On October 21, 1966, in the small mining village of Aberfan, a man-made mountain of coal waste collapsed on a primary school and nearby houses, killing 144 people — 116 children and 28 adults.
Posted originally at Mass Cultural Council’s blog ArtSake, a place to dig into the creative, innovative work of Massachusetts artists. Periodically, they pose questions to artists about issues they face in their work and lives. This month, they asked practitioners in a variety of disciplines, Have you had any important mentors? Who have they been, and how did they affect you?
Laura Siersema, composer
One day after a session with Maggie, walking down Trowbridge Street in Cambridge, I felt something I had never experienced before in my life. As if slightly elevated above the sidewalk, I was enveloped, cushioned in timelessness. I believed it was the Feminine. Maggie was a Jungian psychoanalyst and we had just begun our long journey together, which would last over years, until her death. Guide through the chronicle and cipher of my dreams, attentive to events whose plumb lines captured our attention in the daylight, Maggie traveled with me on an inner way towards my own creative center: where physical, psychological and musical sensations are one. Where, in fact, I co-create with God. To passage between waking and sleep — courier of images and sounds occasionally glimpsed or heard — where beauty is both dark and light, and the evidence of trauma transformed. What access to rage and powerlessness, survival and resurrection, became the necessity of excavating and composing Aberfan, my work about the 1966 coal mining disaster in Wales – the crushing, dismembering experience of a man-made landslide upon a schoolhouse. I can only assume a sympathetic understanding in my soul.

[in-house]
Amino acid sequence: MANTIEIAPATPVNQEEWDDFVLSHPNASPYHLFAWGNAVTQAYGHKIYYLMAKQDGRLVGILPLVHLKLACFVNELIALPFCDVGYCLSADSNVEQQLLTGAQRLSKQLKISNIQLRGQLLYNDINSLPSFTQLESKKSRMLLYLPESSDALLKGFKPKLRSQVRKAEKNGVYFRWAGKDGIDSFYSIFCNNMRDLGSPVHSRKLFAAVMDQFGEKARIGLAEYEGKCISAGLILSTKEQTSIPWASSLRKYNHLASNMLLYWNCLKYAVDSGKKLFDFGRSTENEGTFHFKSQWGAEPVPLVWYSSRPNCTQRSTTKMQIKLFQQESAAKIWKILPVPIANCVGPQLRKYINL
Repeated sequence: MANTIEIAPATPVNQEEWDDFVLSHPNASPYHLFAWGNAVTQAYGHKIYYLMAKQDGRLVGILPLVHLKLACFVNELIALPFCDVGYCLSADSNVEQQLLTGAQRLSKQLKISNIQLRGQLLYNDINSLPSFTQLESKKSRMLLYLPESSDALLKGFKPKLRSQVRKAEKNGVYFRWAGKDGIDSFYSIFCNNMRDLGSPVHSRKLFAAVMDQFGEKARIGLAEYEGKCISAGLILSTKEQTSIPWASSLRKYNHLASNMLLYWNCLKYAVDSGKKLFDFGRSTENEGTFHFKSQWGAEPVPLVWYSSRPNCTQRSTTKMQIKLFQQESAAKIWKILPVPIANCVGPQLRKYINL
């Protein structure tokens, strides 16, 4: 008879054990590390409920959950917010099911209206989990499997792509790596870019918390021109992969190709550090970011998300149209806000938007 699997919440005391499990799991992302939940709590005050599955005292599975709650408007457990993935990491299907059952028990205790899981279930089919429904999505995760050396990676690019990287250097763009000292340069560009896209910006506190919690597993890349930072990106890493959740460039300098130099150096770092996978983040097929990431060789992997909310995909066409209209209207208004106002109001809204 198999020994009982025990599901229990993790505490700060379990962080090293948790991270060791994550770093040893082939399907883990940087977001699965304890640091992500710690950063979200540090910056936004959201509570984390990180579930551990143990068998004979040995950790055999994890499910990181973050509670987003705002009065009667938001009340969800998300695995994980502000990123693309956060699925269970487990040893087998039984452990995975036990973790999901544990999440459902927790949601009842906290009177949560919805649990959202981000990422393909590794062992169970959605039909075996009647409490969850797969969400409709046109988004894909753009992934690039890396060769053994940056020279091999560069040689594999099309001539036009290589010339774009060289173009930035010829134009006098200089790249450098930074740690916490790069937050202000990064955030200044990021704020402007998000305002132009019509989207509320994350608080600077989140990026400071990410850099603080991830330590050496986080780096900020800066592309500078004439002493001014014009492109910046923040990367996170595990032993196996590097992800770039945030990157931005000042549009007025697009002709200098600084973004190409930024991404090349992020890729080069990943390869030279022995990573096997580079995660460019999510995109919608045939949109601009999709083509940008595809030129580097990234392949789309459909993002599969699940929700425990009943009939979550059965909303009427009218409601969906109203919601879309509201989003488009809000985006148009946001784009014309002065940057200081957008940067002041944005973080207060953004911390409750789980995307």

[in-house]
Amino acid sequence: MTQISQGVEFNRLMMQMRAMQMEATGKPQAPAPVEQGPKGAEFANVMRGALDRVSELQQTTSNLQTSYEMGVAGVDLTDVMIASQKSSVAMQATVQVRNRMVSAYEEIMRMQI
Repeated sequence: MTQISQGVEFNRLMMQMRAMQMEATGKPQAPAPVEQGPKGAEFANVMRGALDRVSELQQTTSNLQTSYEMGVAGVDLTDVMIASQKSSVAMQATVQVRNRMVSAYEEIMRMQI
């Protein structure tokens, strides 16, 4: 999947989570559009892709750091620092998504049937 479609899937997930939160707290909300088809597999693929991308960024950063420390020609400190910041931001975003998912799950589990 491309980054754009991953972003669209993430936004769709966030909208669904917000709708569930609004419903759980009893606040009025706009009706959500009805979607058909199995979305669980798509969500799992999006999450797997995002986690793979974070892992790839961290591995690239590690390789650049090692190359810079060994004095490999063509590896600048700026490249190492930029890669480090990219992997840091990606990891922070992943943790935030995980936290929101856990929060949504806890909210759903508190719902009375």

Laura Siersema is a composer, pianist, vocalist, and poet. Learn more about her ambitious Aberfan, which is a sponsored project of New York Foundation for the Arts (NYFA), a 501(c)(3), tax-exempt organization.